There has been a significant reemergence of mid-century modern design. It has achieved such widespread popularity that many design aesthetics are embedded into infrastructure and interior layouts.
Its pervasiveness, however, also means that the term’s original meaning may have been lost in translation. What exactly does the word “mid-century modern” mean nowadays, anyway? Let’s find it out now together with Thetips!
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What is Mid-century Modern Style?
Mid-century modern design was the most popular style of furniture in the middle of the 20th century. Simple, functional wooden pieces made from teak and curved designs were the most popular. Midcentury modern design evolved in response to a post-World War II environment.
The origin of Mid-century modern design
Despite being labeled as a fad that indeed isn’t here to stay, mid-century modern has consistently shown up as one of the most beloved and secure styles in the United States. Mid-century modern’s trend is still expected to continue well into 2021.
Maybe it’s still popular because we all hold the 1970s, the era when it first emerged, in such high esteem. The current iteration of the look is like a time capsule preserved in the present day. It’s a breath of fresh air compared to more generalized forms of 21st-century modern and contemporary design; it’s instantly recognizable and focuses on the essentials.
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The history of mid-century style
Mid-century modern refers to the decades following World War II, roughly the 1940s through the late 1960s of the 20th century. North America’s population and real estate market were exploding during this time.
After WWII, many German designers brought mid-century aesthetics when immigrated to the United States. From the middle to the end of the 1950s, retro-futurist style permeated the American design scene. As the 1980s progressed, most notably those of the Memphis design school became more prevalent, marking a time for the mid-century modern decorating to start spreading to the world.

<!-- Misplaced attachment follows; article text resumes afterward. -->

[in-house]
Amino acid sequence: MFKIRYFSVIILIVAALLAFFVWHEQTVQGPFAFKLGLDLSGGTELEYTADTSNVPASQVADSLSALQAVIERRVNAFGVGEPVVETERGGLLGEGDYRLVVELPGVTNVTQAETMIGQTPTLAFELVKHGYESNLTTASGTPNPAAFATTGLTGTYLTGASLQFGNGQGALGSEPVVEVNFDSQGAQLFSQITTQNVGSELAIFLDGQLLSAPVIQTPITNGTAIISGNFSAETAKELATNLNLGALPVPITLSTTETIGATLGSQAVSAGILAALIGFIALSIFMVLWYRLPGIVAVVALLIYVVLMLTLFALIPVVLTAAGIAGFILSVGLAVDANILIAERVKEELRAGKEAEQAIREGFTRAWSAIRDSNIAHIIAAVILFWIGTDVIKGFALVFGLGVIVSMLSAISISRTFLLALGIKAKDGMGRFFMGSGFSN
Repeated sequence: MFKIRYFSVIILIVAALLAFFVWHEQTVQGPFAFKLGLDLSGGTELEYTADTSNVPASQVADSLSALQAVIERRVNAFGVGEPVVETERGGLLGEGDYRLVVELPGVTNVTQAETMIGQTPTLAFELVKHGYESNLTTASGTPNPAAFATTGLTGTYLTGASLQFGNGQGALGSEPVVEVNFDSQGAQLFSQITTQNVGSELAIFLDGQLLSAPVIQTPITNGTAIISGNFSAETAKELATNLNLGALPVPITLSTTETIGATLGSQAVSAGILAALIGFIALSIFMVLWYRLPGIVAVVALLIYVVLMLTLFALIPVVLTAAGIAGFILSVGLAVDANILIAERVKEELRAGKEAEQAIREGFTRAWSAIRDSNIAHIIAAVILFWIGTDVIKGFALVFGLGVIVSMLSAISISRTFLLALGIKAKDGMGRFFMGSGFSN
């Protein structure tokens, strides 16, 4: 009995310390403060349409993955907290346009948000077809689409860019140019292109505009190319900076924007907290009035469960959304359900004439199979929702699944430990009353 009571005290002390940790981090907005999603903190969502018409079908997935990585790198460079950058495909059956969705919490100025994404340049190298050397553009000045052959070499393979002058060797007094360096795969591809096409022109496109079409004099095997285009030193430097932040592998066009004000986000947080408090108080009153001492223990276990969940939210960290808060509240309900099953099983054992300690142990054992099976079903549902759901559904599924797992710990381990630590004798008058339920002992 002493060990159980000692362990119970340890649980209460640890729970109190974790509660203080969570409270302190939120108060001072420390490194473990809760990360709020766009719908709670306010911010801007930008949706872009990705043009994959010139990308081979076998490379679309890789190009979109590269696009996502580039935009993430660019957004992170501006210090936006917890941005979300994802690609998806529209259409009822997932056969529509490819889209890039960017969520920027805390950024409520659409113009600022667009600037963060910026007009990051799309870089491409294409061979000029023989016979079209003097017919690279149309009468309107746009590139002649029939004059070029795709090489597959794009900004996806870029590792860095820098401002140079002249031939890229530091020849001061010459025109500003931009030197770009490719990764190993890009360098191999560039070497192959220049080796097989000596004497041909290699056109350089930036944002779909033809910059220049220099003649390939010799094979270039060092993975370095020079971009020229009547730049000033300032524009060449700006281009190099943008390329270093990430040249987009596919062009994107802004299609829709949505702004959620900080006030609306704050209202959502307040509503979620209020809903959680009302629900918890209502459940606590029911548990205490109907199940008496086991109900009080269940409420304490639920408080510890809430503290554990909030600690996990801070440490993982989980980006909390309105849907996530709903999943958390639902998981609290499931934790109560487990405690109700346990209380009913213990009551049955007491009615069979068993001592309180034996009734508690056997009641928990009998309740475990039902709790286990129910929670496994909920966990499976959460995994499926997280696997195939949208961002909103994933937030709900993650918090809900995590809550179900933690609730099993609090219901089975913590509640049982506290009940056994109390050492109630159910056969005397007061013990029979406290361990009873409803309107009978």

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Mid-century modern become popular
Suburbs sprang up after World War II due to the influx of young families buying their first homes and furnishing them with modern conveniences and decorative touches that reflected the optimism of the time.
Compared to houses built a century earlier, they desired ones with more modern features, such as more oversized windows, communal living areas, and energy-saving appliances. With expanding scientific knowledge, new building supplies, textures, effects, and silhouettes were made available for these dwellings. The resulting style, known today as Mid-century modern, is not to be missed.
Four characteristics of Mid-century modern
1. Furniture emphasizes function more than ornament
One of the hallmarks of mid-century Modern style is its functionality in furnishing. Though the aesthetic appeal of mid-century modern furniture can’t be denied, the primary focus of this design style is on practicality. Each component serves a function and contributes to the overall minimalist aesthetic. Because of this era’s emphasis on utility, many functional antiques from that time are still in use today.
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2. Clean lines and minimal fuss
The term “clean lines” refers to a lack of interruptions in a line’s continuity. Lines that are easy on the eyes are typically associated with more recent periods of architecture and design and more contemporary decor. Mid-century modern house’s clean curves are simple, unadorned, and uninterrupted.
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3. Natural materials and forms
Wood, vinyl, glass, and metal are all appropriate for use in mid-century modern design. The idea of a mid-century age, style, and look should be brought out through the efficient use of these materials, focusing on traditional materials. Most non-traditional materials were not readily available in the mid-century, but including them in your design is essential for standing out from the crowd.
The organic and geometric shapes coexist in mid-century modern design. There is a growing preference for rounded and curvy forms in home decor. The fluid organic forms bring a sense of motion and equilibrium to our home decor.
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4. Bold accent color
Color theory plays a significant role in MCM aesthetics. There was a lot of room for experimentation in the mid-century palette, which typically went from vivid colors in the 1950s to warmer earth tones in the 1960s. There should be a spotlight on pastels like sage green, robin’s egg blue, and butter yellow. Colors like orange, brown, ocher and green are often used as accents against a background of black, white, and wood tones.
Read more: What is Scandinavian style and why is Scandinavian style so popular?
What is the difference between mid-century and Mid-century modern?